• Unplanned pregnancy
  • Eating disorders
  • Trouble finishing a higher education
  • Underemployment

The subsequent effects of ADHD in adult women can lead to anxiety, and depression, just as seen in young undiagnosed girls.

Another disorder that can frequently be associated with or addressed because of ADHD is called the Executive Functioning Disorder.

Collateral Effects – The Executive Functioning Disorder

People with executive functioning disorder can experience difficulties with planning tasks, problem-solving, time-management, and organization.

This is different from ADHD and is not yet an official disorder to diagnose/treat, but is a medical condition that can frequently afflict those with ADHD.

For those who experience executive dysfunction, there is usually an underlying problem. This can be but is not limited t, ADHD.

Executive Dysfunction is essentially an inability to plan, organize, and regulate tasks such as managing time, keeping attention, and memorization. A person with executive functioning issues might also have difficulty having a flexible mindset, transitioning between tasks, and managing emotions.

One thing that also can make daily life difficult for those with executive dysfunction is the weakness or lack of working memory.

Working Memory & Executive Dysfunction

Most people are familiar with short term and long term memory. Working memory is even shorter than the short term and is usually less significant information that most people only hold onto for a very brief period of time.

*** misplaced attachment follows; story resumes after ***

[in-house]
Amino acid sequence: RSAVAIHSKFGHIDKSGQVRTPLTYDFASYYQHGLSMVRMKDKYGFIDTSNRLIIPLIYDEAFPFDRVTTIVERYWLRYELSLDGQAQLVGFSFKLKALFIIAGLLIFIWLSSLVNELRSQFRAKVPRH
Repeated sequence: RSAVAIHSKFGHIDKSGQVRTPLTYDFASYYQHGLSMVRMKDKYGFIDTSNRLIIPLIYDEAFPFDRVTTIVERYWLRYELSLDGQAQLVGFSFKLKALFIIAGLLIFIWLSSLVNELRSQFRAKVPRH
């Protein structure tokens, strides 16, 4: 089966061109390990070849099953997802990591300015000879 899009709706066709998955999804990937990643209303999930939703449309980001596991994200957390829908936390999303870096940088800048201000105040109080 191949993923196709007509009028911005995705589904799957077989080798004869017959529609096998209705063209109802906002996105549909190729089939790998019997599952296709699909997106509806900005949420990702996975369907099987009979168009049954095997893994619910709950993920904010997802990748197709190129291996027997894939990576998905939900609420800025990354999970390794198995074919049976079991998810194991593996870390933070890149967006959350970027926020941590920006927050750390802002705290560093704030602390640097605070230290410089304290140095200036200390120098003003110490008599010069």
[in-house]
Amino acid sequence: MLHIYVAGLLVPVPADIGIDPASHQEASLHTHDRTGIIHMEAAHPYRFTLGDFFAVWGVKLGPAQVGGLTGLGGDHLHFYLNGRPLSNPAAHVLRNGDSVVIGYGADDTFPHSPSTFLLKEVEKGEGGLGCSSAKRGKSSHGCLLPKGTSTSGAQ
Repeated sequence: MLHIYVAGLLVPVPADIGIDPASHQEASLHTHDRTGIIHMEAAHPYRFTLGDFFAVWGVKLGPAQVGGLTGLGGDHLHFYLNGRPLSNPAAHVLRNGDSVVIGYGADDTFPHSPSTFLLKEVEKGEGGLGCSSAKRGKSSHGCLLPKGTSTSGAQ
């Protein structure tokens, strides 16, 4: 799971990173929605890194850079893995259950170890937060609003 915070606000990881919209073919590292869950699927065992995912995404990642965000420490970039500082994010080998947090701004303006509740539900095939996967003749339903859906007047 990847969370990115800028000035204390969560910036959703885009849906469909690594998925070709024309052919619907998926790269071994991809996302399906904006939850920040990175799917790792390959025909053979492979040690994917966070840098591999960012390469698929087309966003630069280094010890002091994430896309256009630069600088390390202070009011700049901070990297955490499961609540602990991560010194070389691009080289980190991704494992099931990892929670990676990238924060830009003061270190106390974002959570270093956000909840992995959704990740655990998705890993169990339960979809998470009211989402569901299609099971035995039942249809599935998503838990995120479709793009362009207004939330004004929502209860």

For example, most people can repeat an address or phone number to remember it before using the information. Likewise, remembering an instruction or details of a conversation comes easier to those without executive dysfunction.

Most people can also think about something else or finish a different task while temporarily keeping that working memory.

However, those with executive functioning issues have almost no working memory.

In severe cases, a person with executive functioning issues might not even remember a teacher saying “turn the page” after two seconds of being told to do so.


Like ADHD, executive functioning issues can manifest differently for those it affects. Generally speaking, it will often take longer to complete goal-oriented tasks, and it will be more difficult to process simple information or decisions.

ADHD often affects executive functioning abilities, but executive functioning issues are not necessarily indicative of ADHD.

The issues of the frontal lobe are categorized under a massive umbrella. Therefore, it can be confusing, and stressful, to address ADHD and it’s collateral consequences.